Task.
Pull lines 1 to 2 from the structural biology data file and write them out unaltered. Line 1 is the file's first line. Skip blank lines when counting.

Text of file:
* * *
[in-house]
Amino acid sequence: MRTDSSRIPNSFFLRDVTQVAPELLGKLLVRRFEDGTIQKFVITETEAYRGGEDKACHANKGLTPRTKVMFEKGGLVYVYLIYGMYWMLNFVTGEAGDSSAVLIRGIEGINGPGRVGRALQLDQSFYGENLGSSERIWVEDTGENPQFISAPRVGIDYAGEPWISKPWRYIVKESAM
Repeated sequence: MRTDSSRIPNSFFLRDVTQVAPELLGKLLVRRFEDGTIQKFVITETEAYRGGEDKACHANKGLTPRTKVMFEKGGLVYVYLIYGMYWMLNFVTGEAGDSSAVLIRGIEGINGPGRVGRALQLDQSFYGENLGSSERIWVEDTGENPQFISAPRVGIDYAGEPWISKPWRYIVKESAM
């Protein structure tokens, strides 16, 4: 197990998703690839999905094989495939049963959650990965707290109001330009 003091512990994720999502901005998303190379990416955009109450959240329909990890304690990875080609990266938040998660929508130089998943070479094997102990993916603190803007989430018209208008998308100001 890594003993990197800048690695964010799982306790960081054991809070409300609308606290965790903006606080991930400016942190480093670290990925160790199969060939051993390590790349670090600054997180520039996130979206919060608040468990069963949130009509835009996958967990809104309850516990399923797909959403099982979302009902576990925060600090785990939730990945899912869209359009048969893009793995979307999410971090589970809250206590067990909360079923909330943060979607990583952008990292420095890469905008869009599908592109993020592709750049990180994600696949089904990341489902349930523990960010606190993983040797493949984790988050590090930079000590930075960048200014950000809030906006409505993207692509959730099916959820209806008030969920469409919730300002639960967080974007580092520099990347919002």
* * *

[in-house]
Amino acid sequence: MRTDSSRIPNSFFLRDVTQVAPELLGKLLVRRFEDGTIQKFVITETEAYRGGEDKACHANKGLTPRTKVMFEKGGLVYVYLIYGMYWMLNFVTGEAGDSSAVLIRGIEGINGPGRVGRALQLDQSFYGENLGSSERIWVEDTGENPQFISAPRVGIDYAGEPWISKPWRYIVKESAM